Very disappointed in the number of errors in this book. I am certainly no Cisco or Access List expert but I couldn't believe the errors. Especially the appendix that I was going to use as a quick reference. Table B2 has many errors lucky i noticed them before I started to use them. Maybe without all the errors it could have been a good book.
While I found the content to be good for a beginner level, the number of errors in the examples made it very hard to follow (especially for a beginner like me)! Even the list of standard subnets in the Appendix was wrong.
There are quite a few good concepts in the book related to the control of routing updates, but not much detail on other things. I would hope that the 2nd Edition would fix the many typos and include more concepts that people would be interested in.
While I feel that the book taught me the things that I bought it for, I do feel disappointed at having to pay $105 Australian for it.
Not bad in content but very poor editing. Examples are often confusing due to editing errors, like misnamed access lists, and referrence to non-existant lists. Would be a good-to-average book if editing was up to par, but until the many errors in the examples are corrected, i can't recommend it.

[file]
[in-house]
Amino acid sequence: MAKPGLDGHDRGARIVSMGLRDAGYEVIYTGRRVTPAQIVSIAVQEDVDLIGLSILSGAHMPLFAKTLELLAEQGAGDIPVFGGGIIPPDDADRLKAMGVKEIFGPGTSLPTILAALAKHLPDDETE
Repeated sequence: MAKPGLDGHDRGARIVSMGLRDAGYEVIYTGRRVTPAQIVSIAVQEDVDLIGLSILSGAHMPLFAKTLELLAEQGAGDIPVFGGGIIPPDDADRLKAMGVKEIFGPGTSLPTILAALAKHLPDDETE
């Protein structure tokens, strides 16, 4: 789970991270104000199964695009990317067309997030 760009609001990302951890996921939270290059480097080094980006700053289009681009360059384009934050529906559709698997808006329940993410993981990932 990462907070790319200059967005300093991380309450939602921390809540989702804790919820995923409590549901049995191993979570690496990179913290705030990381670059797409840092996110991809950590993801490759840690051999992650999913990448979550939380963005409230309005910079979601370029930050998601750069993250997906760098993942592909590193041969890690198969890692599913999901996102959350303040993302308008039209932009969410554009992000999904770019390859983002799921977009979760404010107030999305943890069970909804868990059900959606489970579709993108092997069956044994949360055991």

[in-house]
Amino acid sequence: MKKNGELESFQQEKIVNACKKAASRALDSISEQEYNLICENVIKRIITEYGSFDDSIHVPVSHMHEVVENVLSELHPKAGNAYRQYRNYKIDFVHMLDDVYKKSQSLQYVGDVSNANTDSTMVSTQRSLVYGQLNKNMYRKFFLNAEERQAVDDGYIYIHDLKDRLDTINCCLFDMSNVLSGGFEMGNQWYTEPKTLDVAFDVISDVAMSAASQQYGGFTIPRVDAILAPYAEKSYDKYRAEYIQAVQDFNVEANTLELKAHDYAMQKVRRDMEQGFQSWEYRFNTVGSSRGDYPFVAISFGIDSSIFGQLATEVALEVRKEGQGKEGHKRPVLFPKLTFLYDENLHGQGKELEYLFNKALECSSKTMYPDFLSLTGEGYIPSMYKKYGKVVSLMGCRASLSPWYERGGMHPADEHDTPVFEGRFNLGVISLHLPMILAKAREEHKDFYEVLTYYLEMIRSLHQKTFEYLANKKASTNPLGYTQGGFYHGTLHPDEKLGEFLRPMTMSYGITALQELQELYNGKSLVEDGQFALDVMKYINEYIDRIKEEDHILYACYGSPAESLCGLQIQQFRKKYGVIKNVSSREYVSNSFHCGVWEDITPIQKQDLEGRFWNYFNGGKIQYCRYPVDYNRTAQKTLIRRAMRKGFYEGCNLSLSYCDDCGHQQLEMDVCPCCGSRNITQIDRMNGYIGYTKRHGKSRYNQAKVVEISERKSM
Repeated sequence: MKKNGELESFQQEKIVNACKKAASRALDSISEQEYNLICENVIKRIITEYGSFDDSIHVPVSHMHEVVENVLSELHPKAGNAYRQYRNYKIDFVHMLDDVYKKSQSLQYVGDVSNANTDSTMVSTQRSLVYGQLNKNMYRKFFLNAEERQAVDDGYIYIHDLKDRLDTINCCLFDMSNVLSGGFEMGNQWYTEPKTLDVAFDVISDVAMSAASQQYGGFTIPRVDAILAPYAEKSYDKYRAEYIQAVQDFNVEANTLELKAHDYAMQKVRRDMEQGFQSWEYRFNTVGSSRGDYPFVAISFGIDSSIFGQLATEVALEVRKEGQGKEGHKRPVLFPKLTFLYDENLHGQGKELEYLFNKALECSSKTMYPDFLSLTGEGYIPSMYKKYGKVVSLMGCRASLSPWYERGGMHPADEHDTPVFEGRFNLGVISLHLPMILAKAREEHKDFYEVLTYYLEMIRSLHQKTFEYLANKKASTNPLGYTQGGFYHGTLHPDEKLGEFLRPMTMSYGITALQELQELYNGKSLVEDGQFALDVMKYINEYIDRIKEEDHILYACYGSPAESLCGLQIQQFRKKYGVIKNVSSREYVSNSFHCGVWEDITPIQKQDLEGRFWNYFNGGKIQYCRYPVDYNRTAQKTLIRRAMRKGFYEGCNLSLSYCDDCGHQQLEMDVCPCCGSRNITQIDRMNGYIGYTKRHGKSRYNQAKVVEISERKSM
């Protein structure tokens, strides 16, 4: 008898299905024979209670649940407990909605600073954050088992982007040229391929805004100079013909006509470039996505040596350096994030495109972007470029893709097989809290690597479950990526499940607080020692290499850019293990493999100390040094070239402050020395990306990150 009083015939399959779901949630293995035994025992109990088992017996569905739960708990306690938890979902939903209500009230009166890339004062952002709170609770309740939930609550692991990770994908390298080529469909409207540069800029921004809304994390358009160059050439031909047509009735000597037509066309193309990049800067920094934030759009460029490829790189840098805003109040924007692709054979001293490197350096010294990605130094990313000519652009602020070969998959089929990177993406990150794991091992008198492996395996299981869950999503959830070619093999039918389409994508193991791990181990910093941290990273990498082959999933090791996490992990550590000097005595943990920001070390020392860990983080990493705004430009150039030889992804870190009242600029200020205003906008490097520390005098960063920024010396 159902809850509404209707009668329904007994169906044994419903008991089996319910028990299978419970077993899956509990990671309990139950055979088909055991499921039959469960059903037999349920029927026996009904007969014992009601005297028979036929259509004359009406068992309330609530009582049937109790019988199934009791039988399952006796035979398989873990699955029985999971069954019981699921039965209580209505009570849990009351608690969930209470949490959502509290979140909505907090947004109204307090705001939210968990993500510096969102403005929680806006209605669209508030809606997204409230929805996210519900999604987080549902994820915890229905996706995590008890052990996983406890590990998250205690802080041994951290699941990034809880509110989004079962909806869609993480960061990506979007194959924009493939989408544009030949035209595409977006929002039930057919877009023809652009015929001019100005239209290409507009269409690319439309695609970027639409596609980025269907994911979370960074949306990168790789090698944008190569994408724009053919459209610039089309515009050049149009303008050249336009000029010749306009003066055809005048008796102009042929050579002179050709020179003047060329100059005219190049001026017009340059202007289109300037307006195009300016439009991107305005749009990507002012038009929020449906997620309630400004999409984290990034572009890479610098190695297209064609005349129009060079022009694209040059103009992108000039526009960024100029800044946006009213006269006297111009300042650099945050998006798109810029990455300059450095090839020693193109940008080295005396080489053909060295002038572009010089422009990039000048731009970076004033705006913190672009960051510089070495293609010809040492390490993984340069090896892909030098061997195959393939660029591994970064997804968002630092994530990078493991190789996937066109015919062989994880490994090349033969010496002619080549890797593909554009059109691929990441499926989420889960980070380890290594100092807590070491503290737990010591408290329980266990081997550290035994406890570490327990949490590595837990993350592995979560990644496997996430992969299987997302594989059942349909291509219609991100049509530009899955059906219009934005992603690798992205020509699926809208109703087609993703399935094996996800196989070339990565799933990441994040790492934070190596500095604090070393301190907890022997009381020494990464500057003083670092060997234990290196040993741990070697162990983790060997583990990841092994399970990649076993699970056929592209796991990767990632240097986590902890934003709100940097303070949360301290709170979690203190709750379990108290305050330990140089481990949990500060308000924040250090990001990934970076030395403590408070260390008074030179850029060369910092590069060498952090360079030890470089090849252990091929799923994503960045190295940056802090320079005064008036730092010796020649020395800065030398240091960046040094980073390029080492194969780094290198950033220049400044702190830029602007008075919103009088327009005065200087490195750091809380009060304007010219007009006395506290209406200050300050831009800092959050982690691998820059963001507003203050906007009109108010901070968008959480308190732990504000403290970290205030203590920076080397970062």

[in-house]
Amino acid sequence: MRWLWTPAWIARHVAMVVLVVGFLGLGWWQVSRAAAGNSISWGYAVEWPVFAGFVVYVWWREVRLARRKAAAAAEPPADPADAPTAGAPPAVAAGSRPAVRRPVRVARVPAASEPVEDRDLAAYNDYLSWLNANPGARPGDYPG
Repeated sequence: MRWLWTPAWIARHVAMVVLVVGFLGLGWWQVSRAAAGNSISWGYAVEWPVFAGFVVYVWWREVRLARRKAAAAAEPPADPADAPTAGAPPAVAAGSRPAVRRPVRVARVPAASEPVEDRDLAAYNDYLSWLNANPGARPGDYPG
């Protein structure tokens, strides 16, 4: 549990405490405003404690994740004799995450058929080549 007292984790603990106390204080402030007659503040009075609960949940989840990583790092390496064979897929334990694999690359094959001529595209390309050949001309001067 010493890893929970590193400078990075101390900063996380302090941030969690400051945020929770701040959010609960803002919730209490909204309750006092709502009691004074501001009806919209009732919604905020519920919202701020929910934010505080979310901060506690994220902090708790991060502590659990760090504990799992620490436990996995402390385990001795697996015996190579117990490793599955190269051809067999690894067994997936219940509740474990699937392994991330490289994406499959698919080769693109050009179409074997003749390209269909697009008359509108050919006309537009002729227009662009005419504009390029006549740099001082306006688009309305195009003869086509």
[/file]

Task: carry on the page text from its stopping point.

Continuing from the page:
After reading chapters one and two, I was more confused! The book is poorly written and very hard to understand. One example in partcular is on page 23, about limit access to payroll. What does that mean? Are you partially denying access or are you partially permitting access? How do you do that? Hey access this,I'm returning your very badly written book.
I was disappointed. While basic ACLs are covered nicely the book lacks depth. If the intent was ACLs then where are ACLs like access-list 700 or 1100 ? If the intent was ACLs for router security then where's all the security info? If you want exact details see: http://nsa1.www.conxion.com - the NSA's Router Security Guide (free). Not enough of ACL troubleshooting, for example:
I did like the stuff on ACLs and routing. Nothing on IPsec, or protocols. Here's hoping the second edition will pick up where this left off. Good newbie book.